FOR IMMEDIATE RELEASE: July 19, 2021
NH Forest Protection Bureau acquires surplus wildland fire vehicles at no cost for local fire departments
The New Hampshire Forest Protection Bureau has acquired six surplus vehicles from the Federal Excess Personal Property Program that will be loaned to local fire departments to assist with wildland firefighting efforts. This is the largest FEPP acquisition by the Bureau to date.
FEPP makes former Department of Defense-owned property available for loan to state foresters through this U.S. Forest Service program at no cost; the vehicles then may be loaned to rural and wildland fire protection programs.
Items loaned through FEPP may be used for fire protection purposes and emergency service only. Trucks acquired through the program are often suitable for conversation to tankers or brush trucks.
N.H. Forest Protection acquired three five-ton and three 2.5-ton Stewart-Stevenson vehicles that can be retrofitted to hold 1,000-gallon tanks of water and 500-gallon tanks of water, respectively. Typically, vehicles used by local fire departments are limited to 100- or 250-gallon capacities.
The ability to transport large quantities of water to remote wildfires is key to suppression and containment. In addition to increased payload, the Stewart-Stevenson vehicles are able to travel over challenging terrain that consumer-grade vehicles cannot, making them ideal for fighting wildfires in remote areas.
“Being able to facilitate getting these vehicles to New Hampshire and to then loan them to communities that can use their extra capacity will go a long way toward helping reduce potential wildfire damage in our state,” said N.H. Forest Protection Bureau Chief Steven Sherman. “The cost to purchase them would total more than $1 million, so having them as part of New Hampshire’s wildfire fighting toolkit isn’t just good practice, it’s also a win from a fiscal standpoint.”
While fire departments receive the vehicles at no cost, any retrofitting and maintenance is their responsibility. Additionally, the vehicles must be housed indoors, be inspected every two years by the Forest Protection Bureau and clearly display the N.H. Department of Natural and Cultural Resources logo. Failure to do so may result in the Bureau reassigning the vehicles to another fire department.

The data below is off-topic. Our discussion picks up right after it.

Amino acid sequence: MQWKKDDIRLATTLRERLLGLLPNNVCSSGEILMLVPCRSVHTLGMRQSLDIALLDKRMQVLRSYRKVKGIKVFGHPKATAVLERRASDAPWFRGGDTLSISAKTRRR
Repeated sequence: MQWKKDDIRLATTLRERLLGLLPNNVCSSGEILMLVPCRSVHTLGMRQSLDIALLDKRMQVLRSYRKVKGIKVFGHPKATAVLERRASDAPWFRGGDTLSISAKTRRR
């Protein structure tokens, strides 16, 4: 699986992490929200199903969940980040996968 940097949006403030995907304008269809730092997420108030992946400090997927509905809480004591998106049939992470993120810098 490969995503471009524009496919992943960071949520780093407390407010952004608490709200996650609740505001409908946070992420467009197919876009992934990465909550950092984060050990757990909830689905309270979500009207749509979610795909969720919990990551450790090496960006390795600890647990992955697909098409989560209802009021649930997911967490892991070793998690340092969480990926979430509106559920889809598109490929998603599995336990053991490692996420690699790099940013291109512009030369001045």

In order to be eligible for the program, New Hampshire fire departments must demonstrate a need for the vehicles as well as the ability to fund any retrofitting and maintenance costs.
Bartlett, Loudon and Temple will be loaned the 2.5 ton vehicles. Londonderry and Pembroke and will be loaned the five-ton vehicles, with an additional five-ton vehicle yet to be assigned.
The New Hampshire Forest Protection Bureau, part of the N.H. Division of Forests and Lands, is responsible for protecting 4.5 million acres of both public and private New Hampshire forestlands from the threat of wildland fire and crimes against the forest resource. This is accomplished by forest rangers, fire patrolmen, fire tower personnel and support staff as well as the forest fire wardens and deputy wardens serving in each community.
From 2016-2020, New Hampshire experienced an average of 119 wildfires, impacting 276 acres annually.
The N.H. Forest Protection Bureau is part of the Department of Natural and Cultural Resources’ Division of Forests and Lands, which protects and promotes the value provided by trees, forests and natural communities. For more information about the Division of Forests and Lands and the work of its Forest Protection Bureau, visit nh.gov/nhdfl or call 603-271-2214.